■ Brock’s top lieutenant, Finance Director Crystal Kinzel, directed Clifton Larson Allen to change federal grant profit calculations to skew results against H.O.M.E. by adding in houses that H.O.M.E. paid for entirely with private money; Documents show Kinzel repeatedly misrepresented in discussions that H.O.M.E. bought houses with profits it made with federal grant money. In fact H.O.M.E. paid for 6 houses entirely with private funds, most of it personally financed by Barlow. Kinzel, through Brock’s spokesman, declined to comment.
■ Brock misleadingly called private money contributed by H.O.M.E. to the houses, including Barlow’s personal contributions, “co-mingled” funds. Private contributions do not violate federal grant rules. H.O.M.E. said Barlow personally contributed $85,000 to the project, and public records show he used his $6 million Park Shore condo to personally guarantee a $500,000 loan to front the money to buy 6 houses.
Collier County housing staff and a separate budget analyst noted in their reports that any calculated profits made by H.O.M.E. that might be owed to the county were offset by the estimated $100,000 in private donations H.O.M.E. contributed. Federal housing rules call for profits to be pro-rated if private money is contributed to a grant-funded project — an approach that Collier County staff followed in a 2011 review of the grant.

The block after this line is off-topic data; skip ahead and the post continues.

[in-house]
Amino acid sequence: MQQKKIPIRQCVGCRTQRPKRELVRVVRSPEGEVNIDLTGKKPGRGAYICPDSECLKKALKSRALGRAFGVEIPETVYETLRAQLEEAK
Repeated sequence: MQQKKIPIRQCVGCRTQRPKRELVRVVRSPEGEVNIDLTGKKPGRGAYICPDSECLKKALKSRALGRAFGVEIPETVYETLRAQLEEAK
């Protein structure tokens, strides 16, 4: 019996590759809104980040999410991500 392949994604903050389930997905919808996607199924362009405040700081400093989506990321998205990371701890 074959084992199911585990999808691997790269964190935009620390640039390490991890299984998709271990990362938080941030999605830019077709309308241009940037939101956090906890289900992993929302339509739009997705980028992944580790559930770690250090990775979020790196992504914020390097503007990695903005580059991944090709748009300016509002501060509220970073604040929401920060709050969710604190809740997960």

In an interview, Brock said his office has found extensive problems and poor oversight of county affordable housing programs in recent years. Some of the past problems included county officials telling contractors to submit bills for payment before work was complete, Brock said. He said H.O.M.E. failed to turn over records.
“If there’s nothing wrong with (H.O.M.E.’s grant), why would there be any hesitation in giving us the records?” Brock asked.
Barlow, in repeated letters to Brock’s office, said Brock was seeking documents that had already been provided to Collier County before the grant was closed out or documents involving houses only funded with private money. Records reviewed by Naples City Desk turned over by Barlow were extensive — including QuickBooks files, profit and loss statements, check register files, invoices, tax returns for all the years that H.O.M.E. was in existence, and cancelled checks.
“Is it political to refer an issue to law enforcement to determine if a crime was committed?” Brock asked, adding that, if there’s no crime, there shouldn’t be anything for H.O.M.E. board members to be worried about. “I did not make the statement that I think crimes were committed. I’ve not made that determination.” He added: “I’ll let law enforcement make that call.”
Brock, in his public presentation, reported findings by Clifton Larson Allen that some H.O.M.E. board members had potential conflicts of interest — which Brock described as as “incestuous” and “self dealing” arrangements. H.O.M.E.’s contract with Collier County prohibited conflicts of interest among officers and employees with decision making authority over grant spending or by directors who might gain financially.